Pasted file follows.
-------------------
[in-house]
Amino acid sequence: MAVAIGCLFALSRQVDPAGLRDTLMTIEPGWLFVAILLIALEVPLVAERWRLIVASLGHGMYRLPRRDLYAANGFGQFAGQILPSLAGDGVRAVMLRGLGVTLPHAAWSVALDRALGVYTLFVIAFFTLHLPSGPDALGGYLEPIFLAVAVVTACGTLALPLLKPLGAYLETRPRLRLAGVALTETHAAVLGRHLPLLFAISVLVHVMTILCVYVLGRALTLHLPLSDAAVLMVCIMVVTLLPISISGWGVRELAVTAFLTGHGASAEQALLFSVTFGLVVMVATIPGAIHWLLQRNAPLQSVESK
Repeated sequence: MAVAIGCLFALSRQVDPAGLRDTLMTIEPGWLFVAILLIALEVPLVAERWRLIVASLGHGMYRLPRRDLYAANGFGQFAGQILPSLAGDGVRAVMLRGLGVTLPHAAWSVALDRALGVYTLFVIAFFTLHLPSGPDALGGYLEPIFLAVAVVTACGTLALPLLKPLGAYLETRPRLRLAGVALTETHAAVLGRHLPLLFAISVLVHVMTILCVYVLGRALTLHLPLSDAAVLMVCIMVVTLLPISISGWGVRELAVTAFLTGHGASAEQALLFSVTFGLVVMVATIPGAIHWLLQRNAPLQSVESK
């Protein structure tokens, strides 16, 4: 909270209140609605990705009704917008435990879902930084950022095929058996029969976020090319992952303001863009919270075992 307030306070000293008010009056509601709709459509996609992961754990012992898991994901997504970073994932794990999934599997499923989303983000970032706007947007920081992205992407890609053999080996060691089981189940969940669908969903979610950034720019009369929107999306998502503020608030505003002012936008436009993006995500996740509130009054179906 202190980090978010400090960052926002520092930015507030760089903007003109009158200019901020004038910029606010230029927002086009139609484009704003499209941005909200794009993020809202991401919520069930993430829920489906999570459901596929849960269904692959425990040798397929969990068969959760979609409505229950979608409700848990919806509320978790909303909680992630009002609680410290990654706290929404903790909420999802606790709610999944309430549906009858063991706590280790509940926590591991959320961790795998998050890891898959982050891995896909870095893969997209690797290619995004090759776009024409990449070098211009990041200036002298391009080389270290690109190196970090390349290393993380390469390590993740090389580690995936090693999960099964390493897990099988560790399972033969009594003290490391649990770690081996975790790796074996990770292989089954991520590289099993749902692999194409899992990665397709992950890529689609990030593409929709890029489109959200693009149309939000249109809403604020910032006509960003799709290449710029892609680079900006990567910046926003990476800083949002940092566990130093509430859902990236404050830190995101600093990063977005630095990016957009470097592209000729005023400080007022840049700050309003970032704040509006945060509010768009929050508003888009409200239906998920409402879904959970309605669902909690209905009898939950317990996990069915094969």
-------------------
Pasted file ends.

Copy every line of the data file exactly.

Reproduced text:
[in-house]
Amino acid sequence: MAVAIGCLFALSRQVDPAGLRDTLMTIEPGWLFVAILLIALEVPLVAERWRLIVASLGHGMYRLPRRDLYAANGFGQFAGQILPSLAGDGVRAVMLRGLGVTLPHAAWSVALDRALGVYTLFVIAFFTLHLPSGPDALGGYLEPIFLAVAVVTACGTLALPLLKPLGAYLETRPRLRLAGVALTETHAAVLGRHLPLLFAISVLVHVMTILCVYVLGRALTLHLPLSDAAVLMVCIMVVTLLPISISGWGVRELAVTAFLTGHGASAEQALLFSVTFGLVVMVATIPGAIHWLLQRNAPLQSVESK
Repeated sequence: MAVAIGCLFALSRQVDPAGLRDTLMTIEPGWLFVAILLIALEVPLVAERWRLIVASLGHGMYRLPRRDLYAANGFGQFAGQILPSLAGDGVRAVMLRGLGVTLPHAAWSVALDRALGVYTLFVIAFFTLHLPSGPDALGGYLEPIFLAVAVVTACGTLALPLLKPLGAYLETRPRLRLAGVALTETHAAVLGRHLPLLFAISVLVHVMTILCVYVLGRALTLHLPLSDAAVLMVCIMVVTLLPISISGWGVRELAVTAFLTGHGASAEQALLFSVTFGLVVMVATIPGAIHWLLQRNAPLQSVESK
């Protein structure tokens, strides 16, 4: 909270209140609605990705009704917008435990879902930084950022095929058996029969976020090319992952303001863009919270075992 307030306070000293008010009056509601709709459509996609992961754990012992898991994901997504970073994932794990999934599997499923989303983000970032706007947007920081992205992407890609053999080996060691089981189940969940669908969903979610950034720019009369929107999306998502503020608030505003002012936008436009993006995500996740509130009054179906 202190980090978010400090960052926002520092930015507030760089903007003109009158200019901020004038910029606010230029927002086009139609484009704003499209941005909200794009993020809202991401919520069930993430829920489906999570459901596929849960269904692959425990040798397929969990068969959760979609409505229950979608409700848990919806509320978790909303909680992630009002609680410290990654706290929404903790909420999802606790709610999944309430549906009858063991706590280790509940926590591991959320961790795998998050890891898959982050891995896909870095893969997209690797290619995004090759776009024409990449070098211009990041200036002298391009080389270290690109190196970090390349290393993380390469390590993740090389580690995936090693999960099964390493897990099988560790399972033969009594003290490391649990770690081996975790790796074996990770292989089954991520590289099993749902692999194409899992990665397709992950890529689609990030593409929709890029489109959200693009149309939000249109809403604020910032006509960003799709290449710029892609680079900006990567910046926003990476800083949002940092566990130093509430859902990236404050830190995101600093990063977005630095990016957009470097592209000729005023400080007022840049700050309003970032704040509006945060509010768009929050508003888009409200239906998920409402879904959970309605669902909690209905009898939950317990996990069915094969």